Voltage drop is a reality but it does nothing to make a grounding path less efficient. The only thing that voltage drop will do is hasten the tripping of a breaker by increasing the amount of current draw to the load. On a fault the low resistance of an equipment grounding conductor will work just as well no matter how far it is pulled.
A thousand feet of #12 copper conductor will have a resistance of 1.9 ohms and at 120 volts in a fault condition will draw 63 amps.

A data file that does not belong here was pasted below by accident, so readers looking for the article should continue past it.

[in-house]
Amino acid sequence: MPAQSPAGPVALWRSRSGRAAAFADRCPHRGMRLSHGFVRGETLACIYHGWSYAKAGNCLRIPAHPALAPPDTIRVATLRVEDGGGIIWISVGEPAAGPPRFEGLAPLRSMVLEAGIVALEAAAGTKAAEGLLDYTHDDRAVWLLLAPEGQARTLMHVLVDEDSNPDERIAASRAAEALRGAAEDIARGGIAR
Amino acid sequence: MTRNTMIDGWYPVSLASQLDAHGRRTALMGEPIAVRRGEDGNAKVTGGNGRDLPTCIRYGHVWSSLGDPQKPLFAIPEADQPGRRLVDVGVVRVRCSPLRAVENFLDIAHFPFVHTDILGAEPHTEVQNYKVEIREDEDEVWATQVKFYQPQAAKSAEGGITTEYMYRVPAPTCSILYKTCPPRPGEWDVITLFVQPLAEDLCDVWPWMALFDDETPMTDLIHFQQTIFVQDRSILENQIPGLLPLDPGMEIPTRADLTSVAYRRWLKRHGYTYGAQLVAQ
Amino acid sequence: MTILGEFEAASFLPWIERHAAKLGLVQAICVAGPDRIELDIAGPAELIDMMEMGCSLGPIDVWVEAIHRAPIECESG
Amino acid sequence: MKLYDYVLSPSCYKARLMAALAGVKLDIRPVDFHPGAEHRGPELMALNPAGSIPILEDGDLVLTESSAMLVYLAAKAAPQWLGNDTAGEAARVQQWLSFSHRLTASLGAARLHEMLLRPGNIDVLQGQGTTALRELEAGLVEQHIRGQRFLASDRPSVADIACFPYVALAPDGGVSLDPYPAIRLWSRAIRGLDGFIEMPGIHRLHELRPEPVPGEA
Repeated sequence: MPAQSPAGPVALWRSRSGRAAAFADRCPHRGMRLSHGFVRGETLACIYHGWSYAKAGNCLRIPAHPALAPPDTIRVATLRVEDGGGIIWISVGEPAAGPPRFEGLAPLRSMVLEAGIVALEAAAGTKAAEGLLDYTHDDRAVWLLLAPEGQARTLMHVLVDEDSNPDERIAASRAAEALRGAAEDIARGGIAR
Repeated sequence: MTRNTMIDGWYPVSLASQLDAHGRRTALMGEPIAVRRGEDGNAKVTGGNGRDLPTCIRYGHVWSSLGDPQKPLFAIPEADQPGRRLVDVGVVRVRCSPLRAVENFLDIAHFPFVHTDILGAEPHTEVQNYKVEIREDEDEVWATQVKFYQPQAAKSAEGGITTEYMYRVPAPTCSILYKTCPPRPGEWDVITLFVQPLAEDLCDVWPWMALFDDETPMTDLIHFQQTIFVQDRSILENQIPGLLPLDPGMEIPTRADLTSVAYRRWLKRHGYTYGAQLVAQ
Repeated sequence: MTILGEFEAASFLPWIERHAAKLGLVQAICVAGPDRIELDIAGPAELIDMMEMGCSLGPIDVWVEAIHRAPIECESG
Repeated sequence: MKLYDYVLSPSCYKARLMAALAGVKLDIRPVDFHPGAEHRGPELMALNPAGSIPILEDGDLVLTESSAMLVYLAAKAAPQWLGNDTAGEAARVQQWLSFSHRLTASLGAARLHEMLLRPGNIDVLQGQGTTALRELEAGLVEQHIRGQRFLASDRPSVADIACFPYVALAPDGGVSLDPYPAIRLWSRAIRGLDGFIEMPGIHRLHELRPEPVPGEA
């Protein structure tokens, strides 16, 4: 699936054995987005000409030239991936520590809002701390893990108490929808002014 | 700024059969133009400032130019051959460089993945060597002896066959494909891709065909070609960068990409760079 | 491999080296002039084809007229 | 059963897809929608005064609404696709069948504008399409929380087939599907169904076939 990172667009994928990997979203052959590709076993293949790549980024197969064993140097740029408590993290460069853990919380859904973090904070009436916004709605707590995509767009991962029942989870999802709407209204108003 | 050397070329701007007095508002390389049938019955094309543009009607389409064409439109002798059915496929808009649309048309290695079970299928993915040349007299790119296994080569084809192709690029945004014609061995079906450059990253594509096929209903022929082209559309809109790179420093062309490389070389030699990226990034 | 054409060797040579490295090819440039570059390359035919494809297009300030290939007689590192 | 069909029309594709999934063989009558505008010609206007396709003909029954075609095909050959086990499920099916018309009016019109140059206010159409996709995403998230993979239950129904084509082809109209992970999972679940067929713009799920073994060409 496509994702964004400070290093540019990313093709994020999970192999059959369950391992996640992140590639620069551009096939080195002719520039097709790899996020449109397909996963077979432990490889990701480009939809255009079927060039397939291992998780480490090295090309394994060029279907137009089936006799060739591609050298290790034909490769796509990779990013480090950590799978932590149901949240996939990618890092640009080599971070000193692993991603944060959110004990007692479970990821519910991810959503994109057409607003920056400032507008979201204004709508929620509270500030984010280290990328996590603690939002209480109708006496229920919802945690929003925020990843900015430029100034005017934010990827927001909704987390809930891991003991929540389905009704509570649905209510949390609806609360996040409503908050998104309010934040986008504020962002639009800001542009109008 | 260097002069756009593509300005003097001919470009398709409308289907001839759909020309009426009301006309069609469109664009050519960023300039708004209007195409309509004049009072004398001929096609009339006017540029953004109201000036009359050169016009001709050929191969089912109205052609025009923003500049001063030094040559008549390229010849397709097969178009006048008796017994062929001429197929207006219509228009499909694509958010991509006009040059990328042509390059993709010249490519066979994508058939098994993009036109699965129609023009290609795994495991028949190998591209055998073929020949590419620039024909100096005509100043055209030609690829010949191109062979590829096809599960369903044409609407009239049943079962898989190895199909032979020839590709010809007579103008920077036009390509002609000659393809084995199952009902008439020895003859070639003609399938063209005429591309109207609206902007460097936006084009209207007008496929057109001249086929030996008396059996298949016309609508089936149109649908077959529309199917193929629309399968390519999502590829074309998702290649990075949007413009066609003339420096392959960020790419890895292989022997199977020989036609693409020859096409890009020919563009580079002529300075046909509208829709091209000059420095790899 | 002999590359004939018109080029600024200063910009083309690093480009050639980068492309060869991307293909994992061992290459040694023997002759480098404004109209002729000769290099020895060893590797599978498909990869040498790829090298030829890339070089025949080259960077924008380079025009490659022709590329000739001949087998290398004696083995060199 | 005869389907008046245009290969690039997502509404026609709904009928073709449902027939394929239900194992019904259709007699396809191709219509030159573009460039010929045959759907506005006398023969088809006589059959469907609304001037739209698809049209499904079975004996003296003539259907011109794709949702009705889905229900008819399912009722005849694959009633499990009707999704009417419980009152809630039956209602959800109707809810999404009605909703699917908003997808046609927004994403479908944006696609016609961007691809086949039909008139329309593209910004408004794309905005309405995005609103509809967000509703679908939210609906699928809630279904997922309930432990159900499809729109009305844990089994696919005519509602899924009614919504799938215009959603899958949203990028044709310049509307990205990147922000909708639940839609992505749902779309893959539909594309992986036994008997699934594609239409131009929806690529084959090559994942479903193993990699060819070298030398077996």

Using the numbers given for a driven rod with earth as the return path as outlined in 250.56 of 25 ohms and I promise this low number will be hard to get the current draw of a fault will be 4.8 amps. The math shows that even at 1000 feet the equipment grounding conductor wins hands down.
I am sure in my heart that you without a doubt excel in your chosen field of plumbing but you display a lack of knowledge of earth grounding and its purpose. What I have said throughout this thread I have backed completely with code sections and math. Unless all those master electricians can do the same I will agree with you that they don’t know diddly.